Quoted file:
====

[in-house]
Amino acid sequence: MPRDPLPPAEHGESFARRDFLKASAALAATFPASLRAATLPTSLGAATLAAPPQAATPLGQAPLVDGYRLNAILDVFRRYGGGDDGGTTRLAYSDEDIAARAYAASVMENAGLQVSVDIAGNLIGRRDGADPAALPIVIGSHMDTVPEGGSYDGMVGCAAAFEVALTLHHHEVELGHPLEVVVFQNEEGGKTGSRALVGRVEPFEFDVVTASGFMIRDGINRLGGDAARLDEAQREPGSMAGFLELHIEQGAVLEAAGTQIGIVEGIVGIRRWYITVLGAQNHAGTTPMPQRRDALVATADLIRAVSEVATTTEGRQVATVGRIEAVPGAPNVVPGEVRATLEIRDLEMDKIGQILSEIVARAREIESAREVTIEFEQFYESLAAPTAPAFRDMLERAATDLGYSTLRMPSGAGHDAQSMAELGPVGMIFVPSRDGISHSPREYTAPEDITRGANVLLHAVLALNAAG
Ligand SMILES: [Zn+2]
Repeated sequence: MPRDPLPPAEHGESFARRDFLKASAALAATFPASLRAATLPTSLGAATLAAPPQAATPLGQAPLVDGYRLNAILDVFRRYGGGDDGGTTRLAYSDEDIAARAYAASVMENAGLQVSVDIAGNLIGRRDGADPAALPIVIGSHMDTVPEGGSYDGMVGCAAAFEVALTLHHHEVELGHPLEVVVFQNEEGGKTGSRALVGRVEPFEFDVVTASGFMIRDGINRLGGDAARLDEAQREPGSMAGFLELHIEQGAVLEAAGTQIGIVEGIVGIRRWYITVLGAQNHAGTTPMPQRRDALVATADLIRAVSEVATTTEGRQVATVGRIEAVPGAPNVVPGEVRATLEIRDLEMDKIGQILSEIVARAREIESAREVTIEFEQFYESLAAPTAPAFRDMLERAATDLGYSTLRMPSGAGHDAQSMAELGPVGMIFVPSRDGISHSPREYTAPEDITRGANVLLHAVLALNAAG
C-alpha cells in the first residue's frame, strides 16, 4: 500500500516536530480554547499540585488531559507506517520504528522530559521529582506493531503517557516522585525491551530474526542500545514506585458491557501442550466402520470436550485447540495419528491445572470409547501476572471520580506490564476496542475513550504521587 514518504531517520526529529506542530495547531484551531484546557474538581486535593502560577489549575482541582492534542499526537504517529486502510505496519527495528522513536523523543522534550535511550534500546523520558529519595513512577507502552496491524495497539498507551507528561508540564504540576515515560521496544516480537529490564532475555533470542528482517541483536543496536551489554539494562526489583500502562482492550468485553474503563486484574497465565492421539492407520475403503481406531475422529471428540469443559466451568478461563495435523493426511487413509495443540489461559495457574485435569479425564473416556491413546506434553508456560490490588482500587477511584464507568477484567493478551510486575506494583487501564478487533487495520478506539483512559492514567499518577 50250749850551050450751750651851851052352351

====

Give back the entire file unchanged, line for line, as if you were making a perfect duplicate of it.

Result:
[in-house]
Amino acid sequence: MPRDPLPPAEHGESFARRDFLKASAALAATFPASLRAATLPTSLGAATLAAPPQAATPLGQAPLVDGYRLNAILDVFRRYGGGDDGGTTRLAYSDEDIAARAYAASVMENAGLQVSVDIAGNLIGRRDGADPAALPIVIGSHMDTVPEGGSYDGMVGCAAAFEVALTLHHHEVELGHPLEVVVFQNEEGGKTGSRALVGRVEPFEFDVVTASGFMIRDGINRLGGDAARLDEAQREPGSMAGFLELHIEQGAVLEAAGTQIGIVEGIVGIRRWYITVLGAQNHAGTTPMPQRRDALVATADLIRAVSEVATTTEGRQVATVGRIEAVPGAPNVVPGEVRATLEIRDLEMDKIGQILSEIVARAREIESAREVTIEFEQFYESLAAPTAPAFRDMLERAATDLGYSTLRMPSGAGHDAQSMAELGPVGMIFVPSRDGISHSPREYTAPEDITRGANVLLHAVLALNAAG
Ligand SMILES: [Zn+2]
Repeated sequence: MPRDPLPPAEHGESFARRDFLKASAALAATFPASLRAATLPTSLGAATLAAPPQAATPLGQAPLVDGYRLNAILDVFRRYGGGDDGGTTRLAYSDEDIAARAYAASVMENAGLQVSVDIAGNLIGRRDGADPAALPIVIGSHMDTVPEGGSYDGMVGCAAAFEVALTLHHHEVELGHPLEVVVFQNEEGGKTGSRALVGRVEPFEFDVVTASGFMIRDGINRLGGDAARLDEAQREPGSMAGFLELHIEQGAVLEAAGTQIGIVEGIVGIRRWYITVLGAQNHAGTTPMPQRRDALVATADLIRAVSEVATTTEGRQVATVGRIEAVPGAPNVVPGEVRATLEIRDLEMDKIGQILSEIVARAREIESAREVTIEFEQFYESLAAPTAPAFRDMLERAATDLGYSTLRMPSGAGHDAQSMAELGPVGMIFVPSRDGISHSPREYTAPEDITRGANVLLHAVLALNAAG
C-alpha cells in the first residue's frame, strides 16, 4: 500500500516536530480554547499540585488531559507506517520504528522530559521529582506493531503517557516522585525491551530474526542500545514506585458491557501442550466402520470436550485447540495419528491445572470409547501476572471520580506490564476496542475513550504521587 514518504531517520526529529506542530495547531484551531484546557474538581486535593502560577489549575482541582492534542499526537504517529486502510505496519527495528522513536523523543522534550535511550534500546523520558529519595513512577507502552496491524495497539498507551507528561508540564504540576515515560521496544516480537529490564532475555533470542528482517541483536543496536551489554539494562526489583500502562482492550468485553474503563486484574497465565492421539492407520475403503481406531475422529471428540469443559466451568478461563495435523493426511487413509495443540489461559495457574485435569479425564473416556491413546506434553508456560490490588482500587477511584464507568477484567493478551510486575506494583487501564478487533487495520478506539483512559492514567499518577 50250749850551050450751750651851851052352351